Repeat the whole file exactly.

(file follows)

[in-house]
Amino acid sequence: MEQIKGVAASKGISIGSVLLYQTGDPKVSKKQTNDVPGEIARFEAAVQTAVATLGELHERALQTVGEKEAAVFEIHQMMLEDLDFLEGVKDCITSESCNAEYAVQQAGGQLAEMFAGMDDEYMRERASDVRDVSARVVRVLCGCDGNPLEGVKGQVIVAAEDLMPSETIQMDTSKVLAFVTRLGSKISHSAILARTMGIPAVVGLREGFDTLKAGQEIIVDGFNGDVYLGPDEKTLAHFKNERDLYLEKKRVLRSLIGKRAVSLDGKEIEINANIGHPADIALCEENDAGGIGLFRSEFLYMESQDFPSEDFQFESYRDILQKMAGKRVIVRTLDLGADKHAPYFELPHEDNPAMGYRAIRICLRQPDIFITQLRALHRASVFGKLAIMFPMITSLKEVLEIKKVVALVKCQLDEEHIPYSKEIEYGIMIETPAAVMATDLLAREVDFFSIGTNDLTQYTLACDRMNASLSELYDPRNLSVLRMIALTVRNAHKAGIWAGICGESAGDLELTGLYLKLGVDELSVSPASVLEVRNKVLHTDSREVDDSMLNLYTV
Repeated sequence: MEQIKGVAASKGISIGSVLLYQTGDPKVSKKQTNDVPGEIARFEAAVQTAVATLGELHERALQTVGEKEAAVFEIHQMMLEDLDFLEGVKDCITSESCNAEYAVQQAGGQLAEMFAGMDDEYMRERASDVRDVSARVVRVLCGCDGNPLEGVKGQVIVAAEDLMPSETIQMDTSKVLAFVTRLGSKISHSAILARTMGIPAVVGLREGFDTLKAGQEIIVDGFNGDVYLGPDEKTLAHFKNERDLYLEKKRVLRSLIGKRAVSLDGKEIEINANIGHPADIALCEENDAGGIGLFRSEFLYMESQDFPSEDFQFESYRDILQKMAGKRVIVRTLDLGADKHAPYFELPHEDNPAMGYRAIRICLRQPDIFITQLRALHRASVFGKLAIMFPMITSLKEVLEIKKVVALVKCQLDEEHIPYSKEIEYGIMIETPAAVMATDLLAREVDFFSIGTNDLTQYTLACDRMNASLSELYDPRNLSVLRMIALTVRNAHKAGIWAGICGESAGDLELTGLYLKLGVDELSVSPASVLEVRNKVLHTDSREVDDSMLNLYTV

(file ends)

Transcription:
[in-house]
Amino acid sequence: MEQIKGVAASKGISIGSVLLYQTGDPKVSKKQTNDVPGEIARFEAAVQTAVATLGELHERALQTVGEKEAAVFEIHQMMLEDLDFLEGVKDCITSESCNAEYAVQQAGGQLAEMFAGMDDEYMRERASDVRDVSARVVRVLCGCDGNPLEGVKGQVIVAAEDLMPSETIQMDTSKVLAFVTRLGSKISHSAILARTMGIPAVVGLREGFDTLKAGQEIIVDGFNGDVYLGPDEKTLAHFKNERDLYLEKKRVLRSLIGKRAVSLDGKEIEINANIGHPADIALCEENDAGGIGLFRSEFLYMESQDFPSEDFQFESYRDILQKMAGKRVIVRTLDLGADKHAPYFELPHEDNPAMGYRAIRICLRQPDIFITQLRALHRASVFGKLAIMFPMITSLKEVLEIKKVVALVKCQLDEEHIPYSKEIEYGIMIETPAAVMATDLLAREVDFFSIGTNDLTQYTLACDRMNASLSELYDPRNLSVLRMIALTVRNAHKAGIWAGICGESAGDLELTGLYLKLGVDELSVSPASVLEVRNKVLHTDSREVDDSMLNLYTV
Repeated sequence: MEQIKGVAASKGISIGSVLLYQTGDPKVSKKQTNDVPGEIARFEAAVQTAVATLGELHERALQTVGEKEAAVFEIHQMMLEDLDFLEGVKDCITSESCNAEYAVQQAGGQLAEMFAGMDDEYMRERASDVRDVSARVVRVLCGCDGNPLEGVKGQVIVAAEDLMPSETIQMDTSKVLAFVTRLGSKISHSAILARTMGIPAVVGLREGFDTLKAGQEIIVDGFNGDVYLGPDEKTLAHFKNERDLYLEKKRVLRSLIGKRAVSLDGKEIEINANIGHPADIALCEENDAGGIGLFRSEFLYMESQDFPSEDFQFESYRDILQKMAGKRVIVRTLDLGADKHAPYFELPHEDNPAMGYRAIRICLRQPDIFITQLRALHRASVFGKLAIMFPMITSLKEVLEIKKVVALVKCQLDEEHIPYSKEIEYGIMIETPAAVMATDLLAREVDFFSIGTNDLTQYTLACDRMNASLSELYDPRNLSVLRMIALTVRNAHKAGIWAGICGESAGDLELTGLYLKLGVDELSVSPASVLEVRNKVLHTDSREVDDSMLNLYTV